#PeriodPaath: Those Exile Of Five Days!

Editor’s Note: This post is an entry for the #Periodपाठ writing contest, a unique opportunity for you to write a letter and stand a chance of winning up to ₹30,000! The contest is organised by Youth Ki Awaaz in collaboration with WSSCC. Find out more here and submit your entry!

I am Jahnavi Kashyap. I study in Delhi Public School.

I am 11 years old and I would like to take your attention towards the major issue of menstrual hygiene. I may be a kid but recently I had come across several girls of my age groups hardly aware of the fact that maintaining menstrual hygiene is as important as washing our hands before eating or cleaning utensils.

I am fortunate enough to be born in a family who are educated and are providing me everything a person is required in terms of knowledge and luxury. I recently have come to know that about 120 million women are roughly suffering from poor menstrual hygiene and 23 million girls drop out of the schools every year when they start menstruating in India, leave the world alone. Nearly 84% of girls are not ready for menstruation, shame leads to poor hygiene. Many of us get panic attacks to see ourselves bleeding. Most of the women and girls think menstruation as some serious contagious disease and separate themselves from the society. In villages, girl or a woman are literally tortured to sit on a wooden plank specially made for menstrual days. Irony is instead of comforting them they are thrown into spell of unnecessary ignorance and superstitions. According to a 2015 study on menstrual hygiene practices around 60% of women are dignosed with common reproductive tract infections reported poor menstrual hygiene. There are many risks also seen by using homemade cloths during menstruation causing vaginitis and urinary tract infections. It seems like a five day exile for women during menstrual cycle. We need to get aware of the importance of the basic hygiene even during menstruation. Not only in villages,but in urban areas also,most of us feel ashamed and keep secrecy around the subject of female reproductive health by hushing each other. There are changes in attitude but they are fewer and mostly among the young. We need to educate the elderly people of the society regarding changes to the usage of sanitary napkins and having iron supplements.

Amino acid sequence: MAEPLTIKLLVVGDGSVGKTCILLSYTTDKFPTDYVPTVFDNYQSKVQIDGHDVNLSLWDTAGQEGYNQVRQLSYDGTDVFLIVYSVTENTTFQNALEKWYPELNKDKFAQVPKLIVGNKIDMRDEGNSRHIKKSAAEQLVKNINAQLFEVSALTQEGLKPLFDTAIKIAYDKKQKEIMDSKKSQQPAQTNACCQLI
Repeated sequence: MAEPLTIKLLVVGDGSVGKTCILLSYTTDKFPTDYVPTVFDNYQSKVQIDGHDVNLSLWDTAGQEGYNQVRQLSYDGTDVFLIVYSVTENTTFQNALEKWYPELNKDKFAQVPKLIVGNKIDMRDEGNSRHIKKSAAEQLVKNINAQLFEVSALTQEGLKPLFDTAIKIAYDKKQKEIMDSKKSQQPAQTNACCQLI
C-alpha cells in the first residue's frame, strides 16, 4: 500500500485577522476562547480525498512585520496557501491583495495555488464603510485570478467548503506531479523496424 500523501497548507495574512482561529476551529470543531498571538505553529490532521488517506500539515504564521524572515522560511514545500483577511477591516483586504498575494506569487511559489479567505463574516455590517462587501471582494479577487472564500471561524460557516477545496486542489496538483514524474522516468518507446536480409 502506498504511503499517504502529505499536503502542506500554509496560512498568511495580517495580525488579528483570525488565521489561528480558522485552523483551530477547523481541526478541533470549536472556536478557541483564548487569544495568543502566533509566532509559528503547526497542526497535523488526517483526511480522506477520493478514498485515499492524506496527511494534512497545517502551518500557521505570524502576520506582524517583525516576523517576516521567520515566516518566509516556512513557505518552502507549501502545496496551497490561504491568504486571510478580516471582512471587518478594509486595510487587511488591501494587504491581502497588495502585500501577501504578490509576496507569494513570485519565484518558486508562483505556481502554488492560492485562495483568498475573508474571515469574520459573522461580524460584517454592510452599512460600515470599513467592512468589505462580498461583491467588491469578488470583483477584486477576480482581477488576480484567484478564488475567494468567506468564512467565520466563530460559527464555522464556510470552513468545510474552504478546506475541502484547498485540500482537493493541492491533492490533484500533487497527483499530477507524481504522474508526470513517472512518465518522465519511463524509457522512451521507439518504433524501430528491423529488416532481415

That is impossible without your help. I would like to request Government to help us.

We daughters, We girls, We women need your Support!

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A Gender Rights Activist working with the tribal and marginalized communities in india, Srilekha is a PhD scholar working on understanding body and sexuality among tribal girls, to fill the gaps in research around indigenous women and their stories. Srilekha has worked extensively at the grassroots level with community based organisations, through several advocacy initiatives around Gender, Mental Health, Menstrual Hygiene and Sexual and Reproductive Health Rights (SRHR) for the indigenous in Jharkhand, over the last 6 years.

Srilekha has also contributed to sustainable livelihood projects and legal aid programs for survivors of sex trafficking. She has been conducting research based programs on maternal health, mental health, gender based violence, sex and sexuality. Her interest lies in conducting workshops for young people on life skills, feminism, gender and sexuality, trauma, resilience and interpersonal relationships.

A Guwahati-based college student pursuing her Masters in Tata Institute of Social Sciences, Bidisha started the #BleedwithDignity campaign on the technology platform Change.org, demanding that the Government of Assam install
biodegradable sanitary pad vending machines in all government schools across the state. Her petition on Change.org has already gathered support from over 90000 people and continues to grow.

Bidisha was selected in Change.org’s flagship program ‘She Creates Change’ having run successful online advocacy
campaigns, which were widely recognised. Through the #BleedwithDignity campaign; she organised and celebrated World Menstrual Hygiene Day, 2019 in Guwahati, Assam by hosting a wall mural by collaborating with local organisations. The initiative was widely covered by national and local media, and the mural was later inaugurated by the event’s chief guest Commissioner of Guwahati Municipal Corporation (GMC) Debeswar Malakar, IAS.

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